Microsoft Internet Information Server can also be used on any private TCP/IP network to provide files and applications to network users. This section explains how to plan for publishing on a private intranet. Issues to be considered include:
If you want intranet clients to be able to use friendly names with Internet Explorer when browsing Web servers, you must provide a name resolution system for clients.
- Name resolution systems
- Using DHCP
- Using computer names in URLs
- SNMP monitoring (if used at your site)
Windows NT Server offers you the advantage of automatic IP address administration with the DHCP server and WINS server methods for name resolution offered by WINS servers.
A WINS server is a Windows NT Serverbased computer running Microsoft TCP/IP and WINS server software. A WINS server maintains a database that maps TCP/IP addresses to Windows Networking NetBIOS computer names.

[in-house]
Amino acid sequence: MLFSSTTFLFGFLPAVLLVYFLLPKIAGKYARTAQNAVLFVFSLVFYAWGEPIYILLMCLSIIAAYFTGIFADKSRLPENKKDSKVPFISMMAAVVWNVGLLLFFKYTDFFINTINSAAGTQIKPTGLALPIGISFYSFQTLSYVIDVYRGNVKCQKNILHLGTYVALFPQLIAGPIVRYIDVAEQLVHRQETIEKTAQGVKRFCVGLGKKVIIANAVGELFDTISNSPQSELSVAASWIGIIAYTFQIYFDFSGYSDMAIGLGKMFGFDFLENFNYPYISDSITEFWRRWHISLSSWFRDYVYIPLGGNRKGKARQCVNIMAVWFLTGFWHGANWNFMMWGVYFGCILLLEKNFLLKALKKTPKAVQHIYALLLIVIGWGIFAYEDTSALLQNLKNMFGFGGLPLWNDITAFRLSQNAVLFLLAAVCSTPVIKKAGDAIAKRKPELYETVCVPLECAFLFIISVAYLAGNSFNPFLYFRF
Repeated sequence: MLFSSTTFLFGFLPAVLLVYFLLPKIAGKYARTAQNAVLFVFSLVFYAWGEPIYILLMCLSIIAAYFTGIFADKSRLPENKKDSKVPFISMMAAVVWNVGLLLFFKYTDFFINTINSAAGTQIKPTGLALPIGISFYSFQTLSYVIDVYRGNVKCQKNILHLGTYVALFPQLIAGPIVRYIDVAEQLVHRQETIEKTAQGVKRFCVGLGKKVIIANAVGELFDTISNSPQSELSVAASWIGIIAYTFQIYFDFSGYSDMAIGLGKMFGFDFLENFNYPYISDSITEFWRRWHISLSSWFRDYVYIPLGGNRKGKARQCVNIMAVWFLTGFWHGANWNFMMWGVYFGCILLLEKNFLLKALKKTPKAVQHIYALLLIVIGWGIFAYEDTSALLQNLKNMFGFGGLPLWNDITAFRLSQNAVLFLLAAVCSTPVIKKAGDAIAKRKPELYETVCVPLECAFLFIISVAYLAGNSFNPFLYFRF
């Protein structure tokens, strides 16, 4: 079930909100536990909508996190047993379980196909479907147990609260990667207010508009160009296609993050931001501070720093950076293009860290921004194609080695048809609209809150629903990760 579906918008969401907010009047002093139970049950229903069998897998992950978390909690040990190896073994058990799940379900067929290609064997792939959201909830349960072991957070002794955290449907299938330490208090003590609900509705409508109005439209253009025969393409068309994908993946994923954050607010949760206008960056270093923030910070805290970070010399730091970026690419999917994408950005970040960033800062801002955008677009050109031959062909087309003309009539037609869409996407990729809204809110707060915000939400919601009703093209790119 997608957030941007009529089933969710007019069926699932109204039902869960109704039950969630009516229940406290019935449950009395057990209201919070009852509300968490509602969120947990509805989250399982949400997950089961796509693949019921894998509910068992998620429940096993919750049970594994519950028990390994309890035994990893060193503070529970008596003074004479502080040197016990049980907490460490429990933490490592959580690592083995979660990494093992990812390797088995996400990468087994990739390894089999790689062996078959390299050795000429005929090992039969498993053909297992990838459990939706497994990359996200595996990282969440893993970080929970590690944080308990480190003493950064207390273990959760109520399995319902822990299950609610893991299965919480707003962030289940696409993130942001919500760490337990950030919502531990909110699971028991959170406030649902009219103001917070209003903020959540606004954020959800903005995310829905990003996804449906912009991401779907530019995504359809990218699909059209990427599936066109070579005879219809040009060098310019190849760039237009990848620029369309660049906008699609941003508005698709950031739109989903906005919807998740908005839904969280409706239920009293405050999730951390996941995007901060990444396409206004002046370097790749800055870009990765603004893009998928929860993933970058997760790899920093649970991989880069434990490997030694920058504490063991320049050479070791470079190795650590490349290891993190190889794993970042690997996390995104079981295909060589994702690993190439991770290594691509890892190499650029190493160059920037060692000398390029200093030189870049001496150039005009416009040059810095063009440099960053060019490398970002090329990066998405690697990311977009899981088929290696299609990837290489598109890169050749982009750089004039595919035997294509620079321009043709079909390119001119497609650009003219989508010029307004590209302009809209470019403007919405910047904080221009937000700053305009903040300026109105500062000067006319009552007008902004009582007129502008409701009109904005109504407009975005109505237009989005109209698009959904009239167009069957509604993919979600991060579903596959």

Microsoft Internet Information Server uses WINS server software to map TCP/IP addresses to computer names on the network. WINS uses Microsoft Networking computer names, which makes it much more flexible than DNS for name resolution. WINS also provides a dramatic reduction of IP broadcast traffic in internetworks, while allowing client computers to easily locate remote systems across local or wide area networks. If you use WINS servers on the Internet, your computers must be using valid Internet IP addresses.